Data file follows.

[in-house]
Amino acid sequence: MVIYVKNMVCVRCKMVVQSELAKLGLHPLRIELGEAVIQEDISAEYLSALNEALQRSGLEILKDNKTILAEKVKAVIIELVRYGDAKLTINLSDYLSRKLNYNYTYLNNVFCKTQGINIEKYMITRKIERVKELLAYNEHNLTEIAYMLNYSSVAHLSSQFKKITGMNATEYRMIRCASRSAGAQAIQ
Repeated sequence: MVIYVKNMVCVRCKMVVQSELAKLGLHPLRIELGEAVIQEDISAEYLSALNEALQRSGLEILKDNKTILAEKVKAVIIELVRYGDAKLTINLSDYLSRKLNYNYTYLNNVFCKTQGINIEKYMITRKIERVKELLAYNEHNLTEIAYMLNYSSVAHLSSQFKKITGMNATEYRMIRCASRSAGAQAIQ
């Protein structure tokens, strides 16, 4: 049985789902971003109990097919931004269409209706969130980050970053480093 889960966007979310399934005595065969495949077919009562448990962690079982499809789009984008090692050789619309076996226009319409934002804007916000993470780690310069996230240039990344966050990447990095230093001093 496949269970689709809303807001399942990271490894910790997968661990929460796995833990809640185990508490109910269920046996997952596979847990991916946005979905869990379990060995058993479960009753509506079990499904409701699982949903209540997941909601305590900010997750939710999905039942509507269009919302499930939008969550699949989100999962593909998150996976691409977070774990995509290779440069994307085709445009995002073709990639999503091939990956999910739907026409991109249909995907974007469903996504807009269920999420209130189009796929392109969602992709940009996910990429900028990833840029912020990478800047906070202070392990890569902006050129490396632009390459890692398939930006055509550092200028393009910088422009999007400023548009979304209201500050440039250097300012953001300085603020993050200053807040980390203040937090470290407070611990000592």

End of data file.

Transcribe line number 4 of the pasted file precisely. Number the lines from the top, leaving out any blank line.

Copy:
């Protein structure tokens, strides 16, 4: 049985789902971003109990097919931004269409209706969130980050970053480093 889960966007979310399934005595065969495949077919009562448990962690079982499809789009984008090692050789619309076996226009319409934002804007916000993470780690310069996230240039990344966050990447990095230093001093 496949269970689709809303807001399942990271490894910790997968661990929460796995833990809640185990508490109910269920046996997952596979847990991916946005979905869990379990060995058993479960009753509506079990499904409701699982949903209540997941909601305590900010997750939710999905039942509507269009919302499930939008969550699949989100999962593909998150996976691409977070774990995509290779440069994307085709445009995002073709990639999503091939990956999910739907026409991109249909995907974007469903996504807009269920999420209130189009796929392109969602992709940009996910990429900028990833840029912020990478800047906070202070392990890569902006050129490396632009390459890692398939930006055509550092200028393009910088422009999007400023548009979304209201500050440039250097300012953001300085603020993050200053807040980390203040937090470290407070611990000592």